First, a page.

I still move too fast. Still listen poorly. Still grow impatient over minor things.

Yes, yes, I know, I’m sorry. But please, imagine how much worse I would be if I were not also a Sabbath-keeper.

‘For Whoever has entered God’s rest has also rested from his works as God did from His. Let us therefore strive to enter that rest, so that no one may fall by the same sort of disobedience.’ ~ Hebrews 4:10-11

Join us in rest, prayer, and worship at the annual Kingdom Prayer Conference and explore how to: live out Sabbath, understand the rest of God, and make prayer a lifestyle.

Speakers: Mark Buchanan, Yinka Marcus, and Ben Johnson
Cost:  $20 per person

Date: January 23, 2016
Time: 10:00 AM - 4:00 PM
Event: First Assembly Kingdom Prayer Conference
Venue: First Assembly, Calgary
Location: 6031 Elbow Drive SW
Calgary, AB
Public: Public

Establish the Work of Our Hands

 

 

Several years ago, I wrote a book on rest (The Rest of God: Restoring Your Soul by Restoring Sabbath, Thomas Nelson, 2004). Part way through the writing, I realized there was a massive hole in my thinking: I had neglected to reflect on or write about work. So I went back and, near the book’s beginning, inserted a chapter on the meaning and value of work.

A theology of work is as needed as it is scarce. Few people I know – even pastors and missionaries – reflect theologically on their work. We seldom see how bricklaying or selling shoes or studying spreadsheets – or even preparing a sermon – is a form of worship. This is a sore loss, and contributes to high levels of burnout, mediocrity, driven-ness, insubordination, sloth, dissatisfaction, and endless dreaming about greener pastures.

God is a worker. Six days he sets aside for vigorous, ambitious, creative work – making and naming and running things. And when he created man and woman in his image, the key point of resemblance is that we are workers, too. We steward what God has made, join him in naming it, and receive his authority to rule over it. Our identity is deeply rooted in these vocational acts.

The fallout of sin complicates all this. Now, we earn our keep by the sweat of our brows. Now, the soil we work – or words we craft, or computers we tinker with, or machines we repair, or children we raise – are riddled with thorns. The work of our hands raises blisters. And give headaches and backaches, and puts dark circles under our eyes.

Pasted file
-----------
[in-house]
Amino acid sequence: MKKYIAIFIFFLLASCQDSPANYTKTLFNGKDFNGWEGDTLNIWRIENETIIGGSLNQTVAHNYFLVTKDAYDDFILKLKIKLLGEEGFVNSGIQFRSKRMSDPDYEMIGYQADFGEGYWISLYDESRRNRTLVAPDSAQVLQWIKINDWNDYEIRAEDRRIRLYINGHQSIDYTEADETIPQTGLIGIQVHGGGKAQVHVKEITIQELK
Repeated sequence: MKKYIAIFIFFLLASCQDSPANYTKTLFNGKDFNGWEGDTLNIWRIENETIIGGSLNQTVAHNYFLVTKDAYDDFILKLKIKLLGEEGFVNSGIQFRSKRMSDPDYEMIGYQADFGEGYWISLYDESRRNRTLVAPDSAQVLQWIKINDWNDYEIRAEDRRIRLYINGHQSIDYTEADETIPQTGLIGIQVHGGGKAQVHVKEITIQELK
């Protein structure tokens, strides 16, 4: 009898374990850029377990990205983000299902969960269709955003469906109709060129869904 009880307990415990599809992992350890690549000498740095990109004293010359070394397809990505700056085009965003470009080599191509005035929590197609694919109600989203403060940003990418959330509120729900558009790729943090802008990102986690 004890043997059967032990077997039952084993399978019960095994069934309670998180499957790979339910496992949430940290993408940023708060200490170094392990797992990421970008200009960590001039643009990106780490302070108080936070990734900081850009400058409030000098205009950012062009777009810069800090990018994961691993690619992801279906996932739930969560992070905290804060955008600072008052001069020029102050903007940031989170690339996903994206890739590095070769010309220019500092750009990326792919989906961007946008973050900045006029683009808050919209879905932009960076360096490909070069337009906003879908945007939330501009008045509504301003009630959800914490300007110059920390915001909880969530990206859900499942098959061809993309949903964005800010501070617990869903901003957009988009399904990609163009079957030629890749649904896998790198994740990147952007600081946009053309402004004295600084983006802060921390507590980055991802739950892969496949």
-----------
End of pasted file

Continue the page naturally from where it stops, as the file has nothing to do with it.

But the work itself matters. Moses, after a lengthy prayer (Psalm 90) that both extols the eternal nature of God and bemoans the temporal and afflicted nature of man, ends with a hope and a plea:

May the favor of the Lord our God rest upon us;
    establish the work of our hands for us—
    yes, establish the work of our hands
(Psalm 90:17).

Moses is asking God to value, honor and further human work. He’s asking that what we do – tending, mending, naming, growing – would participate in God’s eternal purposes.

It’s a good prayer. And it’s the basis for a theology of work. I believe that having such a theology has several benefits:

  • It helps us connect our everyday, ordinary tasks with God’s eternal, heavenly purposes.
  • It helps us see our work in true perspective – to neither obsess over trivial matters nor miss what’s important.
  • It prevents us from making either an idol or an enemy of our work.
  • It helps us find balance in our work between fostering relationships and doing tasks.
  • It scales back the poor motives we sometimes bring to our work – greed, acquisitiveness, laziness, entitlement, jealousy, the lust for power or control, selfish ambition, etc.
  • It turns our work into a form of worship: it motivates us to do all for the glory of God.
  • It helps us see ourselves as stewards, not paupers or owners.
  • It keeps us dependent on God for fresh energy, insight, endurance, motivation, creativity.
  • It awakens and sustains thankfulness.
  • It deepens our trust in God during seasons of vocational transition.

Indeed, O Lord, establish the work of our hands.